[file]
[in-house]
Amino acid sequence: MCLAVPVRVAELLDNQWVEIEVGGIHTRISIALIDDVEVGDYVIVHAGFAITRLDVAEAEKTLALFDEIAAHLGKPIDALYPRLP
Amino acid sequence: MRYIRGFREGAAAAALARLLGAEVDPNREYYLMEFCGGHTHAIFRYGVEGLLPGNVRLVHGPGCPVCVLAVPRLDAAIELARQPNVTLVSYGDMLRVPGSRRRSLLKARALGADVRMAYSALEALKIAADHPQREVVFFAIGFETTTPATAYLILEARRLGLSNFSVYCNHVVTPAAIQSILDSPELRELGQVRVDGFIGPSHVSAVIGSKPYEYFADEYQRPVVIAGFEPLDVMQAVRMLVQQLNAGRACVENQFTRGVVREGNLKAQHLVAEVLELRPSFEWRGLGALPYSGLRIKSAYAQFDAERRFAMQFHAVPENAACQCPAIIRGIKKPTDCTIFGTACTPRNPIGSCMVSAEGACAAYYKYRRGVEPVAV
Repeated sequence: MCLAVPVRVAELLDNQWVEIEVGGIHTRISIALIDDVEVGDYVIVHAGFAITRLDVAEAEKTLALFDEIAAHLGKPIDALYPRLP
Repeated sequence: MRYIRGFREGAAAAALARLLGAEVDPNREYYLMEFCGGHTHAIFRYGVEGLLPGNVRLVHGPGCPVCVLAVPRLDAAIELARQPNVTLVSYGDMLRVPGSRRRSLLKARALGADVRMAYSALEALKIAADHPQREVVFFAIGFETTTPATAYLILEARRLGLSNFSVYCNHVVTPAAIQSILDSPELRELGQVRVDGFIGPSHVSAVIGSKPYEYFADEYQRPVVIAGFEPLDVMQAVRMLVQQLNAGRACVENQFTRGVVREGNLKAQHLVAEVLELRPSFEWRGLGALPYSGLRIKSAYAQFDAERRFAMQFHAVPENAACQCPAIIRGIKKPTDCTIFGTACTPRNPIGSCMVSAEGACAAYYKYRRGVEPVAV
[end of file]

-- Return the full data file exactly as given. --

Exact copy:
[in-house]
Amino acid sequence: MCLAVPVRVAELLDNQWVEIEVGGIHTRISIALIDDVEVGDYVIVHAGFAITRLDVAEAEKTLALFDEIAAHLGKPIDALYPRLP
Amino acid sequence: MRYIRGFREGAAAAALARLLGAEVDPNREYYLMEFCGGHTHAIFRYGVEGLLPGNVRLVHGPGCPVCVLAVPRLDAAIELARQPNVTLVSYGDMLRVPGSRRRSLLKARALGADVRMAYSALEALKIAADHPQREVVFFAIGFETTTPATAYLILEARRLGLSNFSVYCNHVVTPAAIQSILDSPELRELGQVRVDGFIGPSHVSAVIGSKPYEYFADEYQRPVVIAGFEPLDVMQAVRMLVQQLNAGRACVENQFTRGVVREGNLKAQHLVAEVLELRPSFEWRGLGALPYSGLRIKSAYAQFDAERRFAMQFHAVPENAACQCPAIIRGIKKPTDCTIFGTACTPRNPIGSCMVSAEGACAAYYKYRRGVEPVAV
Repeated sequence: MCLAVPVRVAELLDNQWVEIEVGGIHTRISIALIDDVEVGDYVIVHAGFAITRLDVAEAEKTLALFDEIAAHLGKPIDALYPRLP
Repeated sequence: MRYIRGFREGAAAAALARLLGAEVDPNREYYLMEFCGGHTHAIFRYGVEGLLPGNVRLVHGPGCPVCVLAVPRLDAAIELARQPNVTLVSYGDMLRVPGSRRRSLLKARALGADVRMAYSALEALKIAADHPQREVVFFAIGFETTTPATAYLILEARRLGLSNFSVYCNHVVTPAAIQSILDSPELRELGQVRVDGFIGPSHVSAVIGSKPYEYFADEYQRPVVIAGFEPLDVMQAVRMLVQQLNAGRACVENQFTRGVVREGNLKAQHLVAEVLELRPSFEWRGLGALPYSGLRIKSAYAQFDAERRFAMQFHAVPENAACQCPAIIRGIKKPTDCTIFGTACTPRNPIGSCMVSAEGACAAYYKYRRGVEPVAV